Stranger In My Arms by Rochelle Alers

Favorite Steamy
Ridin’ the Rails by Kimberly Kaye Terry
Risky Pleasures by Brenda Jackson
Taming The Wolf by Maureen Smith
Whisper Something Sweet by Deatri King-Bey

Favorite Suspense
Deadly Sexy by Beverly Jenkins
Ebony Angel by Deatri King-Bey
Serial Affair by Natalie Dunbar
Whisper My Name by Maureen Smith
Whispers In The Dark by Denise Jeffries

Cover of the Year
Deadly Sexy by Beverly Jenkins
Just Can’t Get Enough by Cheris Hodges
No Commitment Required by Seressia Glass
Ridin’ the Rails by Kimberly Kaye Terry
Whisper Something Sweet by Deatri King-Bey

Debut Author of the Year
Carmein Canton Not His Type
Farrah Rochon Deliver Me
LaConnie Taylor Jones When I’m With You
Pamela Yaye Other People’s Business
Savanna Frierson Being Blumville

Author of the Year
A.C. Arthur
Beverly Jenkins
Brenda Jackson
Dyanne Davis
Francis Ray

Please join me in congratulating all the finalists!!

18
Jan
08

Lazy Days and Fridays

Okay, not exactly lazy, just busy. instead of posting I’ve culled a few interesting posts for you to ponder.

The first comes from Editorrent, dealing with story reversals, Charles Dickens and a few other useful tidbits.

Angela Jefferson’s blog pointed me toward NY Times coverage of the Cassie Edwards brouhaha. Personally, I’ve never read any of Ms. Edwards work and have been offended myself by the use of the word savage in many of her bajillion titles (which is why I didn’t read her). I don’t know what she did or didn’t do, but it is an important discussion, since few folks seem to know what the P word is or even if they do, they don’t care. I was pleased the other day, though, when my daughter had a research paper to write for her English class (high school, you know) and her teacher told her that she had to be careful how she paraphrased or incorporated research material so as not to plagiarize. Send that teacher an apple!

Getting back to Angela for a minute. She claims herself to be a font of useless information. I was a font of useless information way before she came around. But I digress.

Don’t know much about the writer’s strike in Hollywood, but Booksquare posts some interesting information on the ramifications of all these indie deals on whatever the major settlement turns out to be. My message to the studios: pay the two dollars and get your houses back in order.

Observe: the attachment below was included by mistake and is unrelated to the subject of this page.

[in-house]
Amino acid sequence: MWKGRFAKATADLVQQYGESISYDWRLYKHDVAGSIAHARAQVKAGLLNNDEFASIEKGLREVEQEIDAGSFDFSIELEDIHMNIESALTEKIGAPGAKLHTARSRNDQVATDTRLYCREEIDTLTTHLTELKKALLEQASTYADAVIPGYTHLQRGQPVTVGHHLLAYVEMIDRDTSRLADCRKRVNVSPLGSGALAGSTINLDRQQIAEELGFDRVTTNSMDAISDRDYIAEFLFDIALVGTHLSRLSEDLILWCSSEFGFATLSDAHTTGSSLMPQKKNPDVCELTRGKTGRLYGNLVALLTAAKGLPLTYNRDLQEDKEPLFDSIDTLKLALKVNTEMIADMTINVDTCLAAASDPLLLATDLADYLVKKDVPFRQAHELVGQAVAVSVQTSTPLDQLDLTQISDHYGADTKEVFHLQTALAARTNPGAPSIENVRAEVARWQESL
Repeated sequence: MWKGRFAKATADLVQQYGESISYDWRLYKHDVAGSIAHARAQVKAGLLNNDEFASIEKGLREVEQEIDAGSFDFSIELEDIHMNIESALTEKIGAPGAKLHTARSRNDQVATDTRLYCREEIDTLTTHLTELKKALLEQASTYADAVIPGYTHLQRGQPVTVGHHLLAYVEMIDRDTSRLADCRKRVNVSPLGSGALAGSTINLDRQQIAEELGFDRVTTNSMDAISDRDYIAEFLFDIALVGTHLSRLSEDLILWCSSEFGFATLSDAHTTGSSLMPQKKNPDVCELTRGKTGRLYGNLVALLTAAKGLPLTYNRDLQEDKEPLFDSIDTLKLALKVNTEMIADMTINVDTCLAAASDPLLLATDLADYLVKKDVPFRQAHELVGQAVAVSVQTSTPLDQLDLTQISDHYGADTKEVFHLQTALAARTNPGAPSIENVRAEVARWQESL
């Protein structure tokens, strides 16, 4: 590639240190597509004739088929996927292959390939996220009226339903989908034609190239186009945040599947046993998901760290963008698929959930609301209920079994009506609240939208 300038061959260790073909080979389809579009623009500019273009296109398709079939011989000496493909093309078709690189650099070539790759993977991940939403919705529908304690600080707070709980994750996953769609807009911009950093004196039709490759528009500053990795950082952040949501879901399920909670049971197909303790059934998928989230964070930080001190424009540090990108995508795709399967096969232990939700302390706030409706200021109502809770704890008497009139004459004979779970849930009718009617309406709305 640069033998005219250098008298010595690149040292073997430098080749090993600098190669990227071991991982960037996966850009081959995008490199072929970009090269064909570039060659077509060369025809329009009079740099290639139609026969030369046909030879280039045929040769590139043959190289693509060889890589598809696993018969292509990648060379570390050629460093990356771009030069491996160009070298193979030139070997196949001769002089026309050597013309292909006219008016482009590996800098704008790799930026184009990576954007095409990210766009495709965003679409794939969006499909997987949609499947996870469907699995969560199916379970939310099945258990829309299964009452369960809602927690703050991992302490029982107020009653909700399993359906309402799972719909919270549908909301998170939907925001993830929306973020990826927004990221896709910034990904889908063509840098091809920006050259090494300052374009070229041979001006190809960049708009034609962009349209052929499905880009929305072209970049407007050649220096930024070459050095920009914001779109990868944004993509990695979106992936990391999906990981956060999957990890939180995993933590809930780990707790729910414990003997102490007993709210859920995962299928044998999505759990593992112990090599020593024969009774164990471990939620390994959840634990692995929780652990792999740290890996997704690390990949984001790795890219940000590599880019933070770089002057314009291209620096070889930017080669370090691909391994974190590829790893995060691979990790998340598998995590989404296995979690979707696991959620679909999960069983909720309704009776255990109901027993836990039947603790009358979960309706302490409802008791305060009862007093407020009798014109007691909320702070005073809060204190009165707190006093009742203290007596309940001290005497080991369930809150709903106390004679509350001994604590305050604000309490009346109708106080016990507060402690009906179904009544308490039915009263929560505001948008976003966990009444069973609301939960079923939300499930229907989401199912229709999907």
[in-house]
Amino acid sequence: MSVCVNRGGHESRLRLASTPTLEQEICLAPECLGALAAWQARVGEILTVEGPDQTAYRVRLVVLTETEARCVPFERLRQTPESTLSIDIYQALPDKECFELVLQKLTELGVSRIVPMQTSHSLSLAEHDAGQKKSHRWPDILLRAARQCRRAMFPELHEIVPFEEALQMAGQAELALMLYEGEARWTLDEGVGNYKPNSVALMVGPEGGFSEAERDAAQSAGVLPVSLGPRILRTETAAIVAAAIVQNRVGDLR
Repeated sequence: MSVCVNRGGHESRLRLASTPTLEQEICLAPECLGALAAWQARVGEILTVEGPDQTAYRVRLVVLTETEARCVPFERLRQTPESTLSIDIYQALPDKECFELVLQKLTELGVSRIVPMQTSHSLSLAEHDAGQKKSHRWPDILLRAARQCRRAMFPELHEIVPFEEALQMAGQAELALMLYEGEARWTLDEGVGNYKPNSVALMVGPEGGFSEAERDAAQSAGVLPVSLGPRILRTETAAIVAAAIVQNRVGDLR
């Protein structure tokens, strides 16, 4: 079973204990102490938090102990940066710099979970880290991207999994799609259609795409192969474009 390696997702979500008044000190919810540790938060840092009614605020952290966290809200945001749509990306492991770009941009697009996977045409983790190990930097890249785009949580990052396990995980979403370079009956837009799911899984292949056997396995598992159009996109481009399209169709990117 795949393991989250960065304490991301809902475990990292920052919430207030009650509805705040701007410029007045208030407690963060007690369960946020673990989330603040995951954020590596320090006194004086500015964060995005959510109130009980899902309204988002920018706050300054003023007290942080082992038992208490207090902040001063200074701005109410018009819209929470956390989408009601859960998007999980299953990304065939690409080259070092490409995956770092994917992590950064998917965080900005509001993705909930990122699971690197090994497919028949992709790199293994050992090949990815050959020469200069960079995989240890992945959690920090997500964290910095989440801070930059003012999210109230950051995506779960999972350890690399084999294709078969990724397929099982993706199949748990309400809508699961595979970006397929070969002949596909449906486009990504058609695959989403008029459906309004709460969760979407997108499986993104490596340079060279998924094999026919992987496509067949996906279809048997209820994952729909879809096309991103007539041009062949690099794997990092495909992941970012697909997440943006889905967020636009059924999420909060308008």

And finally–the Edgars are coming, the Edgars are coming. Or the nominations for the awards have been announced. You can find commentary on who’ll win at Confessions of an Idiosyncratic Mind, or if you just want the list of nominees, go here.

04
Jan
08

What becomes a laureate most?

In the case of Jon Scieszka, it’s a string of crazy fairy tales and an eye for the absurd. I have been delighting classrooms of children with Mr. Scieszka’s work ever since I discovered the TRUE story those three rotten pigs didn’t want you to know. Who better to serve as an ambassador for kids than a man whose work kids actually want to read?

When discussing reading Mr. Scieszka (pronounced SHEH-ska) says:

Kids see it just as a school activity or something that just can’t compete with a Nintendo Wii or just hanging out and text messaging your friends. Parents and booksellers and teachers are dying for some help.

Can I say amen to that? For more info, go here. And while you’re at it, pick up a copy of the Stinky Cheese Man. You won’t be sorry.





Get into your most comfortable reading chair, take off your shoes, turn off the phone and let Ms. Savoy's incredible talent take you away. --Debra Ross, Romance in Color

A skewed sense of humor has kept me sane through 10+ years of teaching and almost as many writing. I invite you to come in and look around. Leave a comment if you like. My goal is to leave you with a smile on your face and a few new thoughts to mull over. If you like the blog, please tell your friends. If not, tell your enemies.